I also thought back to the poignant ending of the movie “Alice’s Restaurant,” with “Alice” standing forlornly and uncertainly at the church’s main entrance, pondering her future after having just renewed her wedding vows with Ray. (In real life, the Brocks separated about a year after the Thanksgiving celebration.) If you haven’t seen this movie, I highly recommend it. It vividly portrays the 1960s hippie lifestyle in all of its freedom, romance, contradictions, and excess. Be aware, however, that Alice is not a fan of the movie, believing that its portrayal of the character Alice is far removed from her own life.
The next morning in Stockbridge, I found the original Alice’s Restaurant “around the back,” just like the song says. It was called “The Back Room” when Alice started it, and after a year she sold it and it became “Theresa’s Stockbridge Café.” Sadly, the restaurant recently closed and shows no sign of reopening.
Further down Main Street is the Stockbridge Town Hall and Police Department. Arlo and his friend Rick were locked up here following their arrest for littering, until an enraged Alice showed up to bail them out—and to have some harsh words for Police Chief William Obanhein. (Arlo, “Officer Obie,” and the blind judge all played themselves in the movie. Officer Obie famously said that making himself look like a fool was preferable to having someone else make him look like a fool.)
From Stockbridge, I hastened pell-mell on to Falmouth, MA in Cape Cod, joining up with my wife and our dear friends Martha, Vickie, Jim, Alan, and Pam for a very enjoyable vacation. This is almost the end of my tale about the search for Lavender, Sam, and Alice—but not quite. On the following Sunday, Martha and I drove to Provincetown, at the end of Cape Cod, where Alice Brock has been living since 1979. As we walked toward number 69 Commercial Street, we enjoyed the local scenery and historic buildings, such as the towering 1860 Center Methodist Episcopal Church, which now serves as the town library.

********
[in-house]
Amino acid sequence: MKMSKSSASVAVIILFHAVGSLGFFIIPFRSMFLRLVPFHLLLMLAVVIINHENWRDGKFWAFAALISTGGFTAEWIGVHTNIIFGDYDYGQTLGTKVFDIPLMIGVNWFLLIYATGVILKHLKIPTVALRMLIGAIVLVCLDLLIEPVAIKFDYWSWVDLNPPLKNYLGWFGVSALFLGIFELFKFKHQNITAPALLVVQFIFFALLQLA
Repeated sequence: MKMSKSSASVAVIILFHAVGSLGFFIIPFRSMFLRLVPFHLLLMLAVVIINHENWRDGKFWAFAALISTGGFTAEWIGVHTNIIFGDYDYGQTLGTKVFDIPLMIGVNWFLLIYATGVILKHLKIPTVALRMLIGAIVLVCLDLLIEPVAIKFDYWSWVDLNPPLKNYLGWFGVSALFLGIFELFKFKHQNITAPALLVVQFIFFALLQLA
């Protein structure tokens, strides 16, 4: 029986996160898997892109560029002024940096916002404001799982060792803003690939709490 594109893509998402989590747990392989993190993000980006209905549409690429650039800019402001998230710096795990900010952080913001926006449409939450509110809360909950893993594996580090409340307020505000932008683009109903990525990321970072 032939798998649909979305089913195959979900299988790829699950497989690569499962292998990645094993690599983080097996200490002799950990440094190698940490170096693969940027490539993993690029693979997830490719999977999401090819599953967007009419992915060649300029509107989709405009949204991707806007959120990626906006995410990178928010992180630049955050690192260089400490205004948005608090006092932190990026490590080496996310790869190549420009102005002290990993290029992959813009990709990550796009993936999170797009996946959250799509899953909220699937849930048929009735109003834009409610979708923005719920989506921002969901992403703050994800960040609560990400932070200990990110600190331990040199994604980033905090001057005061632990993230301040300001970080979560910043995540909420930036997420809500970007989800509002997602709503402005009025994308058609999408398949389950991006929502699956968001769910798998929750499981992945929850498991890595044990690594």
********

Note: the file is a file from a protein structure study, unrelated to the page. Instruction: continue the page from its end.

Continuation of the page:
When we arrived at number 69 and found Alice’s home and art gallery, we learned that, well, Alice doesn’t live here anymore. She has been suffering from emphysema, had to close the gallery back in January, and was in the process of moving to a new home. I did receive a nice email from her, however; I hope she continues to “make it up as she goes along”
for many more years to come. (Photos and “About the Author” courtesy of The Alice’s Restaurant Cookbook
All told, I had a most enjoyable tour while taking the long way from Catonsville, MD to Falmouth, MA. The 335i was the perfect vehicle for the trip, alternately serving as a very capable sports coupe and an enterprising co-conspirator, always eager to accompany me on any adventure and willing to help me escape whenever necessary. My quest for Lavender, Sam, and Alice, and all the places and people in between, could not have been more exciting or fulfilling.
PS—Did I mention that I actually encountered Lavender when I visited Ramapo? She was wearing a lavender-colored top and was walking a small dog. Our conversation went something like this:Me
: O forgotten spirit! O tragic being! Is it really you?Lavender
: Uh, come again?Me
are Lavender, are you not? Once named Lily? Lavender
: What are you talking about? Me
: O gracious spirit—I feel your pain, your loss of Earthly Identity. Tell me your story, I implore you. Lavender
: (Looking around nervously) What, are you mental? And how would someone like you get such a nice car?? Me
: O spirit, I have traced your sad story from your home, to the high school, to the bridge, to the… yes, even to the cemetery, and all these years later. It [i]is
true, I can feel it! I can see the despair and anguish in your disconsolate eyes! Please unburden your soul, please let me help you. [/i]Lavender
: I’m going now. And don’t try to follow me—I have mace!
: Farewell, sad entity. May your wanderings lead you to a better place! Lavender
: (Disembodied voice) Geez, could this day get any worse?
PPS—I wish I were making this up…